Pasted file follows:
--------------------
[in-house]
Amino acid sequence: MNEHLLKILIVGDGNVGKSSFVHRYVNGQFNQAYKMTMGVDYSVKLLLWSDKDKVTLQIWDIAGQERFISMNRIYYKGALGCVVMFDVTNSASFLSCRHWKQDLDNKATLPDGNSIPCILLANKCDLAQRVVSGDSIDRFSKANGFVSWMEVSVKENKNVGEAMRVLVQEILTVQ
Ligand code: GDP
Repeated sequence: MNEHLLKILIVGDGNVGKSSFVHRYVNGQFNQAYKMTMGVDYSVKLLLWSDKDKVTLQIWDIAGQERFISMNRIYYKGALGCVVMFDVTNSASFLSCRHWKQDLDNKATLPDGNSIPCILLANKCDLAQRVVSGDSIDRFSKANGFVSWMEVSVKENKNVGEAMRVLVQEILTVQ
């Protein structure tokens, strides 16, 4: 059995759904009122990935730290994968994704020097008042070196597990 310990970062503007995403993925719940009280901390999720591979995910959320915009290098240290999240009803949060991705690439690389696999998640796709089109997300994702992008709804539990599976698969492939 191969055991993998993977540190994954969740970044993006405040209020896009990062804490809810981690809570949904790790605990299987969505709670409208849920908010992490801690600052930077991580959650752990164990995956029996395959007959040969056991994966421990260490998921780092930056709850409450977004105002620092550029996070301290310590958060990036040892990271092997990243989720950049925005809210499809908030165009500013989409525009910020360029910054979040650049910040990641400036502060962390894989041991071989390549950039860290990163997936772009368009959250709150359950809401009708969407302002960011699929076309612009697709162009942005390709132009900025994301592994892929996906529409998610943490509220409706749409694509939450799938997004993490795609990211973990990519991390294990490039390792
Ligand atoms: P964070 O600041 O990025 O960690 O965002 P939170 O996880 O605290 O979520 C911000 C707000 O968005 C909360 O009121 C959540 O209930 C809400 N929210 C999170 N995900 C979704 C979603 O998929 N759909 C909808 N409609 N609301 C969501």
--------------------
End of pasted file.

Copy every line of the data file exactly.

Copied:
[in-house]
Amino acid sequence: MNEHLLKILIVGDGNVGKSSFVHRYVNGQFNQAYKMTMGVDYSVKLLLWSDKDKVTLQIWDIAGQERFISMNRIYYKGALGCVVMFDVTNSASFLSCRHWKQDLDNKATLPDGNSIPCILLANKCDLAQRVVSGDSIDRFSKANGFVSWMEVSVKENKNVGEAMRVLVQEILTVQ
Ligand code: GDP
Repeated sequence: MNEHLLKILIVGDGNVGKSSFVHRYVNGQFNQAYKMTMGVDYSVKLLLWSDKDKVTLQIWDIAGQERFISMNRIYYKGALGCVVMFDVTNSASFLSCRHWKQDLDNKATLPDGNSIPCILLANKCDLAQRVVSGDSIDRFSKANGFVSWMEVSVKENKNVGEAMRVLVQEILTVQ
């Protein structure tokens, strides 16, 4: 059995759904009122990935730290994968994704020097008042070196597990 310990970062503007995403993925719940009280901390999720591979995910959320915009290098240290999240009803949060991705690439690389696999998640796709089109997300994702992008709804539990599976698969492939 191969055991993998993977540190994954969740970044993006405040209020896009990062804490809810981690809570949904790790605990299987969505709670409208849920908010992490801690600052930077991580959650752990164990995956029996395959007959040969056991994966421990260490998921780092930056709850409450977004105002620092550029996070301290310590958060990036040892990271092997990243989720950049925005809210499809908030165009500013989409525009910020360029910054979040650049910040990641400036502060962390894989041991071989390549950039860290990163997936772009368009959250709150359950809401009708969407302002960011699929076309612009697709162009942005390709132009900025994301592994892929996906529409998610943490509220409706749409694509939450799938997004993490795609990211973990990519991390294990490039390792
Ligand atoms: P964070 O600041 O990025 O960690 O965002 P939170 O996880 O605290 O979520 C911000 C707000 O968005 C909360 O009121 C959540 O209930 C809400 N929210 C999170 N995900 C979704 C979603 O998929 N759909 C909808 N409609 N609301 C969501």